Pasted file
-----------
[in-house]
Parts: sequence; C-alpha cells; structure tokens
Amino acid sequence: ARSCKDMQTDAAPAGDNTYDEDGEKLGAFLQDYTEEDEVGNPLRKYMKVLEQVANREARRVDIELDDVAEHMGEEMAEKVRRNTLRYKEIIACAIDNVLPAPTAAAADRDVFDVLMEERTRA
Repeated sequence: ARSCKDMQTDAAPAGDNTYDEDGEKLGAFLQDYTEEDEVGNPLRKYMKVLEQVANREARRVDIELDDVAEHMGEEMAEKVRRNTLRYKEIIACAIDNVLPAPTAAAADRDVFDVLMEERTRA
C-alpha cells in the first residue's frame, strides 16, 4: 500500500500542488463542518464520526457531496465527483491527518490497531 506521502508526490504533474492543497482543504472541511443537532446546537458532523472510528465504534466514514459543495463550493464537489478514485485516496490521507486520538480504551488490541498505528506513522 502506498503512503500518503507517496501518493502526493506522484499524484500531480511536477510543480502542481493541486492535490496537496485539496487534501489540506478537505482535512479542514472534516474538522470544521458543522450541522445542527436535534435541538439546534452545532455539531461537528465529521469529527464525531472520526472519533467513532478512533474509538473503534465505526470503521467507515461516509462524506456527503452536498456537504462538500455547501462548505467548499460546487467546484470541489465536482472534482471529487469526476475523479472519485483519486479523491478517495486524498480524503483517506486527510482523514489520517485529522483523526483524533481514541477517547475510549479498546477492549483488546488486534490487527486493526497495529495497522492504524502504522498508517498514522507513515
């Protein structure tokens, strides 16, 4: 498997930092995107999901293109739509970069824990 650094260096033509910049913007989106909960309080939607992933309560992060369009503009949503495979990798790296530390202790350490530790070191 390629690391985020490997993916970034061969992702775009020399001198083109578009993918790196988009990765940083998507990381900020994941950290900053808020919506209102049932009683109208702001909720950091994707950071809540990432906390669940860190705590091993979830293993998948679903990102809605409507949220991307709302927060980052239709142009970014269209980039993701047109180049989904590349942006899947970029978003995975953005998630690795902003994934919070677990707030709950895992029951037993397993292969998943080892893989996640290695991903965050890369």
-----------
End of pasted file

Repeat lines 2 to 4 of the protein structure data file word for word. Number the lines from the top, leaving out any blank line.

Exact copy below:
Parts: sequence; C-alpha cells; structure tokens
Amino acid sequence: ARSCKDMQTDAAPAGDNTYDEDGEKLGAFLQDYTEEDEVGNPLRKYMKVLEQVANREARRVDIELDDVAEHMGEEMAEKVRRNTLRYKEIIACAIDNVLPAPTAAAADRDVFDVLMEERTRA
Repeated sequence: ARSCKDMQTDAAPAGDNTYDEDGEKLGAFLQDYTEEDEVGNPLRKYMKVLEQVANREARRVDIELDDVAEHMGEEMAEKVRRNTLRYKEIIACAIDNVLPAPTAAAADRDVFDVLMEERTRA